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Explainer: Why is The Simpsons being criticised for its response to the Apu racism row?

The weekend’s episode addressed criticisms of the Indian character Apu.

Image: AP/PA Images

THE INTERNET has been flooded with talk of The Simpsons in the last 24 hours, with anger directed at its writers and creators for their response to controversy over its depiction of its Indian character Apu.

Over the past few years, criticism has been directed at the show for how the Kwik-E-Mart proprietor is portrayed – from his thick accent to his stereotypical job as a convenience store owner.

A new documentary, The Problem With Apu, put a spotlight on the issue when it aired last November, as it focused on the feelings of South Asian Americans towards the character and the show.

The Simpsons finally addressed to this criticism in last weekend’s episode. And people aren’t happy.

How did The Simpsons respond?

In one of the episode’s scenes, Marge sits with her daughter, Lisa, reading a book called The Princess in the Garden and trying to make it inoffensive for modern readers. Lisa turns directly to the audience, and says “Something that started decades ago and was applauded and inoffensive is now politically incorrect. What can you do?”

The shot then moves to a framed picture of Apu Nahasapeemapetilon, where the line “Don’t have a cow!” is inscribed.

“Some things will be dealt with at a later date,” Marge responds.

“If at all,” Lisa adds.

The episode, titled No Good Read Goes Unpunished, features Matt Groening, the show’s creator, as one of the writers.

Why has this response made people angry?

The Simpson’s response has been widely criticised for being tone deaf, or missing the point of the documentary.

Comedian Hari Kondabolu, the creator of The Problem With Apu, tweeted yesterday that painting the issue as a conversation over what is “politically correct” is ignoring the wider discussion that he wanted to create.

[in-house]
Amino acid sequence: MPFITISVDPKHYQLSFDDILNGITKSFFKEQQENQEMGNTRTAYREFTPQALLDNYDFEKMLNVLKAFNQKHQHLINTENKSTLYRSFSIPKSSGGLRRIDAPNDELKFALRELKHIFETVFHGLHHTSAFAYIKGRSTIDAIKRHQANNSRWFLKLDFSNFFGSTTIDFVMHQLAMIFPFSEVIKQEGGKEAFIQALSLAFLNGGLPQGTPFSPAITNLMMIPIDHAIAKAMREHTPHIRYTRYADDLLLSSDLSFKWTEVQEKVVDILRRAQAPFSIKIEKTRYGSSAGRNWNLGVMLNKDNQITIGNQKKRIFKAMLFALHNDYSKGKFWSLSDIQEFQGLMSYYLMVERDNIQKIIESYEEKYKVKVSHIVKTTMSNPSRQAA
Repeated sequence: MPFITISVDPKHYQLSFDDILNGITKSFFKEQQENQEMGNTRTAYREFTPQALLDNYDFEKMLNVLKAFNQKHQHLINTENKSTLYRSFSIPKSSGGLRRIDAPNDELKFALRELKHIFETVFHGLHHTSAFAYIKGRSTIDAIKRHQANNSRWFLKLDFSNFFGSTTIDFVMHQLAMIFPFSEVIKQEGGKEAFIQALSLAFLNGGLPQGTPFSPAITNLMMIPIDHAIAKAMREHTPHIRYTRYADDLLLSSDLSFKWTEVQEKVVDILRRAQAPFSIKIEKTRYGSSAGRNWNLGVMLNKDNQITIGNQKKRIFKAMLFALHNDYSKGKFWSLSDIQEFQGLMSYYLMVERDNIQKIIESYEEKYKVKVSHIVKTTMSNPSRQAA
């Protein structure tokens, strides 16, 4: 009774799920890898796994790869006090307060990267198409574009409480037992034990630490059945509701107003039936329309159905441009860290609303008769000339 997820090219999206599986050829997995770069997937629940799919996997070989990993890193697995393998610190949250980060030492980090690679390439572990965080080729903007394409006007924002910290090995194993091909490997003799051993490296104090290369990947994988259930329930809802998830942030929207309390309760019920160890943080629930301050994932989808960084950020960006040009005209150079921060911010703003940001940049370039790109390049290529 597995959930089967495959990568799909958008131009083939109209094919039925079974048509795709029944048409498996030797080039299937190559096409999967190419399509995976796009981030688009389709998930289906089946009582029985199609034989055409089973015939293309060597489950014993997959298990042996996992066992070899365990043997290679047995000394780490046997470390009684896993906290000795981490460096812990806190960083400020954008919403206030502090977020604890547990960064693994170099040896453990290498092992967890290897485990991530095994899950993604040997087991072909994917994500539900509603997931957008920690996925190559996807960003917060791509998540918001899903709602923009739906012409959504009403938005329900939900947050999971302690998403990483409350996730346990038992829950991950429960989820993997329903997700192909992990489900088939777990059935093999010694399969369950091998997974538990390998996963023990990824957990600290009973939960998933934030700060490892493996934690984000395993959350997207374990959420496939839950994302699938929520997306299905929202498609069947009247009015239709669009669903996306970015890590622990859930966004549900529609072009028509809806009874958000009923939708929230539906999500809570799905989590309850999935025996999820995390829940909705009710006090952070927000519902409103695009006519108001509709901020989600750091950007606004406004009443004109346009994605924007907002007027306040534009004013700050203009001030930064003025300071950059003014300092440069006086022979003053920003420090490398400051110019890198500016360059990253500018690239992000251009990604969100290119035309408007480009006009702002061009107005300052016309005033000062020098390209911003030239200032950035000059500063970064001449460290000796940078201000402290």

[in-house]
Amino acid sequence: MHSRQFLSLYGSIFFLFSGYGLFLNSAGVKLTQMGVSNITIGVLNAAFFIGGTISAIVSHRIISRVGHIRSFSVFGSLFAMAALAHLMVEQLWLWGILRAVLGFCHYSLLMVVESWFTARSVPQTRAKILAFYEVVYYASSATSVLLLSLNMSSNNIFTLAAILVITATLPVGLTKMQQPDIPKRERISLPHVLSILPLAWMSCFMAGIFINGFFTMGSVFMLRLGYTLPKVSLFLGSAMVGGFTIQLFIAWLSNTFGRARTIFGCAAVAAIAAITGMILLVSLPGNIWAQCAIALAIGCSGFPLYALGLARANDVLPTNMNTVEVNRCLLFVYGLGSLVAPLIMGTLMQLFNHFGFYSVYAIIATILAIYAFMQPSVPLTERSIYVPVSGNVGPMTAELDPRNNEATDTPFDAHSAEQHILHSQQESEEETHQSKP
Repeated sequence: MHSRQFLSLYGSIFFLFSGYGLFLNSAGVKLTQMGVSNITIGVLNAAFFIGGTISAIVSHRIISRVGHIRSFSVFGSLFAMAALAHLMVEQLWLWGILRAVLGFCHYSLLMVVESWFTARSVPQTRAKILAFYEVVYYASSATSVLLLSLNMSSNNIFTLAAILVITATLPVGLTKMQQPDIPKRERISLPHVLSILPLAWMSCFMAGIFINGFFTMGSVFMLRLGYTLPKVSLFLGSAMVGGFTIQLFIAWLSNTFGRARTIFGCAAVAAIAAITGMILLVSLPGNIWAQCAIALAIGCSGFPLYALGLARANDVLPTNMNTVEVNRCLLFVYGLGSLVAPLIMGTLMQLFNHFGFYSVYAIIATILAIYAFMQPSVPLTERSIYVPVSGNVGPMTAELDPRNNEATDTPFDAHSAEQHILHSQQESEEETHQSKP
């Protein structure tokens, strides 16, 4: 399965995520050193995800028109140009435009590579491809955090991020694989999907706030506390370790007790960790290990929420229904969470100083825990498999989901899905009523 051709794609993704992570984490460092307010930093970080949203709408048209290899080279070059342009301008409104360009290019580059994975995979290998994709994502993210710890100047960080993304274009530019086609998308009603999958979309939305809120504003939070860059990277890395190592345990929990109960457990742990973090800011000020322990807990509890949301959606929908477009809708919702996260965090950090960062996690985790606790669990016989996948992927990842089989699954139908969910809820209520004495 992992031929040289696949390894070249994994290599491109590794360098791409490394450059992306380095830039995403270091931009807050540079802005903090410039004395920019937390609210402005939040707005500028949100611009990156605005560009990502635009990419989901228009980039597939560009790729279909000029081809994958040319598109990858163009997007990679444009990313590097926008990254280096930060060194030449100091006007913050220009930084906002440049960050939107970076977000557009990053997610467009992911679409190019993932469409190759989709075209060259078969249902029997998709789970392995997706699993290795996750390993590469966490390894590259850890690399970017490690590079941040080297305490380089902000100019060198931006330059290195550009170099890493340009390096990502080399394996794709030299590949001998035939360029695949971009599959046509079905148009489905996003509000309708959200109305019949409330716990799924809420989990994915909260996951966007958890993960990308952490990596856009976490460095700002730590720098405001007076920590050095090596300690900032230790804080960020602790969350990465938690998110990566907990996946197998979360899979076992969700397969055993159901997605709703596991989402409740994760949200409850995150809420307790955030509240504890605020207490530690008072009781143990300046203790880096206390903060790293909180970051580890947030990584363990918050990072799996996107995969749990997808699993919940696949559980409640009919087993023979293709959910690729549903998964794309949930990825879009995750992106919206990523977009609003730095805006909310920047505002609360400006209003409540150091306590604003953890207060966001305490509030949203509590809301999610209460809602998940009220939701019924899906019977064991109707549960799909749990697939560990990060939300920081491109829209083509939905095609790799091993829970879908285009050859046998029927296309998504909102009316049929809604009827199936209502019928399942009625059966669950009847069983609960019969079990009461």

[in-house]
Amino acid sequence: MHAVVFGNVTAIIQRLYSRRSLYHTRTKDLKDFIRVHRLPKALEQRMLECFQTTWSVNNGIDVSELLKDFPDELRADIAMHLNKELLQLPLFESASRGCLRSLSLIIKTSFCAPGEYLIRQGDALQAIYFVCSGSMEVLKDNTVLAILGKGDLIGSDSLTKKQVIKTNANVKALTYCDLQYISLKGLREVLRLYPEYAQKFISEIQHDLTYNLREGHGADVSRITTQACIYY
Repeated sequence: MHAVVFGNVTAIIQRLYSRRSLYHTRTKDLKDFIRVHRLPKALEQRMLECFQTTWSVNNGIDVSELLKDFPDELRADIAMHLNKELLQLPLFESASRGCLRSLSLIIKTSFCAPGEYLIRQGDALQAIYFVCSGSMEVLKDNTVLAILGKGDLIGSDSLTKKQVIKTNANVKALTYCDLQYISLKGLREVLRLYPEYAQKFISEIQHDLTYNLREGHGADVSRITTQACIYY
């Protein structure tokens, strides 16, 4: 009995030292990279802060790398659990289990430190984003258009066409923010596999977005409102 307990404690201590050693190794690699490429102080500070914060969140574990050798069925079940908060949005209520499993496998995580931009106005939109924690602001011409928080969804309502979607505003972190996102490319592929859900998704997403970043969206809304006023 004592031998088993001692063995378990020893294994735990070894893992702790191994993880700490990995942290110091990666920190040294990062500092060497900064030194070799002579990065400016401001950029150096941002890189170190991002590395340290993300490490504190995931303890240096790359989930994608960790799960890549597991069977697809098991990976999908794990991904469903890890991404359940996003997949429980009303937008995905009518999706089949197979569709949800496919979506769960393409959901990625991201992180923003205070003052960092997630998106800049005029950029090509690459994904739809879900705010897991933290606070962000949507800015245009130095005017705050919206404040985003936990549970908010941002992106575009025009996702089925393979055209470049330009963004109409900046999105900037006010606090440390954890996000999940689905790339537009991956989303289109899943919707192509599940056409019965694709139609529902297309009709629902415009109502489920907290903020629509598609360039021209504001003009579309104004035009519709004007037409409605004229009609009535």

Fans of the show also don’t understand why Lisa, who often serves as the moral centre on the show, would be the one to put forward this opinion.

Al Jean, The Simpsons current showrunner, appeared to anticipate controversy before the episode aired, tweeting on Sunday:

New Simpsons episode in five minutes. Twitter explosion in act three.

Why is Apu’s character considered racist?

The documentary, The Problem With Apu, outlines many of the issues that surround Apu’s character. At one point, the documentary focuses on how the character was first created – originally intended to be a nameless clerk, the heavy Indian accent that was trialed made the writers laugh, and the character was changed.

In the documentary, Dana Gould, a writer for The Simpsons, said:

“There are accents, that by their nature, to white Americans, sound funny. Period.”

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“Everything with Apu is like this running joke,” Kondabolu, who is himself of South Asian descent, told the New York Times.

“And the running joke is that he’s Indian.”

The Simpsons, one of the America’s biggest and most influential TV shows, earned a global reputation for its politically astute comedy in its early years.

Thus, many people question why the show would rely on stereotyping. Apu was, for years, one of a handful of characters of South Asian descent depicted on US TV – and critics of the show wanted him to be more than a broad stereotype.

Kondabolu has previously said that he was happy when he first saw the character, as previously there has been no representation on television at all. But he soon realised that Apu was a “ridiculous, over-the-top caricature”.

Source: The Simpsons/YouTube

Indian people and those of Indian descent are under-represented in American film and television, and Kondabolu created the documentary after Mindy Kaling became the first Indian-American to star in her own series, “The Mindy Project”.

Hank Azaria, who voices the character, has won three Emmy awards for the role.

CA: FYC Event For IFC's Brockmire And Documentary Now! - Arrivals Hank Azaria has won multiple Emmys for the role. Source: SIPA USA/PA Images

In 2007, Azaria said that the accent the producers wanted him to do for the role was stereotypical: “It’s not tremendously accurate. It’s a little stereotype.”

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